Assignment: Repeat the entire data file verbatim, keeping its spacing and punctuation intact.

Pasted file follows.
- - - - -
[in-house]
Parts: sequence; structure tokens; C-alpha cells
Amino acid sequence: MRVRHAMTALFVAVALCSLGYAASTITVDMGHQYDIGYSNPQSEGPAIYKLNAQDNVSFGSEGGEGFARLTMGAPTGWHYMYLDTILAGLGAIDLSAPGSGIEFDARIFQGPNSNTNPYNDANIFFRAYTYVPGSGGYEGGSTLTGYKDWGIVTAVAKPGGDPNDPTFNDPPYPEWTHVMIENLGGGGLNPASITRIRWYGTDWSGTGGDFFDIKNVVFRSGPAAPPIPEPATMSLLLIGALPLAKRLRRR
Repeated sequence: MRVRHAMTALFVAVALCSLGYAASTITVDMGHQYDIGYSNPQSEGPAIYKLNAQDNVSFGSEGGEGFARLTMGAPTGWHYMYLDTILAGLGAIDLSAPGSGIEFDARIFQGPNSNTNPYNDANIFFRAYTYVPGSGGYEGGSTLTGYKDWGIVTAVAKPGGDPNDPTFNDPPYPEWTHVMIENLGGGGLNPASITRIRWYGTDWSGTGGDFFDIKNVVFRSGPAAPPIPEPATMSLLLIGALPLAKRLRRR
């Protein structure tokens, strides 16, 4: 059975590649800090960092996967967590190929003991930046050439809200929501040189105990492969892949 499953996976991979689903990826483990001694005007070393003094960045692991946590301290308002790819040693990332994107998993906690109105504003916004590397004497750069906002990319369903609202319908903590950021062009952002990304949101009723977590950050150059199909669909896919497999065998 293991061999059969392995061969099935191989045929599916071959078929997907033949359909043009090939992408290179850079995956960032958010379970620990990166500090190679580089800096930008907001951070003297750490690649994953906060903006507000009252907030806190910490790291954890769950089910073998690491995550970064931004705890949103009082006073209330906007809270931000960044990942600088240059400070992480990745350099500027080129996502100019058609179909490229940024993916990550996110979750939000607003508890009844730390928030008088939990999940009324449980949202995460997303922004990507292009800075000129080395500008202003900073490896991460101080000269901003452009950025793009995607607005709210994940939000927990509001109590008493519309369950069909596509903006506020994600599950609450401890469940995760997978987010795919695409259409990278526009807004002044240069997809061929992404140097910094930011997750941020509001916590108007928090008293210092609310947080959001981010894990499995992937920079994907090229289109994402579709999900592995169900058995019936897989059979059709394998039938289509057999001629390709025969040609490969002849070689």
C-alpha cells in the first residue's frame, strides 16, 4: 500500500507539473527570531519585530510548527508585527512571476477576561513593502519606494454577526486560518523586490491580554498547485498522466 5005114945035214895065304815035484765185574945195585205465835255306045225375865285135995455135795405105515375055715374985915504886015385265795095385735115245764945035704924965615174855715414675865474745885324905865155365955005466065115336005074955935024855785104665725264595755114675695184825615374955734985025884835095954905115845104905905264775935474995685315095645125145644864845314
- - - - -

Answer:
[in-house]
Parts: sequence; structure tokens; C-alpha cells
Amino acid sequence: MRVRHAMTALFVAVALCSLGYAASTITVDMGHQYDIGYSNPQSEGPAIYKLNAQDNVSFGSEGGEGFARLTMGAPTGWHYMYLDTILAGLGAIDLSAPGSGIEFDARIFQGPNSNTNPYNDANIFFRAYTYVPGSGGYEGGSTLTGYKDWGIVTAVAKPGGDPNDPTFNDPPYPEWTHVMIENLGGGGLNPASITRIRWYGTDWSGTGGDFFDIKNVVFRSGPAAPPIPEPATMSLLLIGALPLAKRLRRR
Repeated sequence: MRVRHAMTALFVAVALCSLGYAASTITVDMGHQYDIGYSNPQSEGPAIYKLNAQDNVSFGSEGGEGFARLTMGAPTGWHYMYLDTILAGLGAIDLSAPGSGIEFDARIFQGPNSNTNPYNDANIFFRAYTYVPGSGGYEGGSTLTGYKDWGIVTAVAKPGGDPNDPTFNDPPYPEWTHVMIENLGGGGLNPASITRIRWYGTDWSGTGGDFFDIKNVVFRSGPAAPPIPEPATMSLLLIGALPLAKRLRRR
């Protein structure tokens, strides 16, 4: 059975590649800090960092996967967590190929003991930046050439809200929501040189105990492969892949 499953996976991979689903990826483990001694005007070393003094960045692991946590301290308002790819040693990332994107998993906690109105504003916004590397004497750069906002990319369903609202319908903590950021062009952002990304949101009723977590950050150059199909669909896919497999065998 293991061999059969392995061969099935191989045929599916071959078929997907033949359909043009090939992408290179850079995956960032958010379970620990990166500090190679580089800096930008907001951070003297750490690649994953906060903006507000009252907030806190910490790291954890769950089910073998690491995550970064931004705890949103009082006073209330906007809270931000960044990942600088240059400070992480990745350099500027080129996502100019058609179909490229940024993916990550996110979750939000607003508890009844730390928030008088939990999940009324449980949202995460997303922004990507292009800075000129080395500008202003900073490896991460101080000269901003452009950025793009995607607005709210994940939000927990509001109590008493519309369950069909596509903006506020994600599950609450401890469940995760997978987010795919695409259409990278526009807004002044240069997809061929992404140097910094930011997750941020509001916590108007928090008293210092609310947080959001981010894990499995992937920079994907090229289109994402579709999900592995169900058995019936897989059979059709394998039938289509057999001629390709025969040609490969002849070689």
C-alpha cells in the first residue's frame, strides 16, 4: 500500500507539473527570531519585530510548527508585527512571476477576561513593502519606494454577526486560518523586490491580554498547485498522466 5005114945035214895065304815035484765185574945195585205465835255306045225375865285135995455135795405105515375055715374985915504886015385265795095385735115245764945035704924965615174855715414675865474745885324905865155365955005466065115336005074955935024855785104665725264595755114675695184825615374955734985025884835095954905115845104905905264775935474995685315095645125145644864845314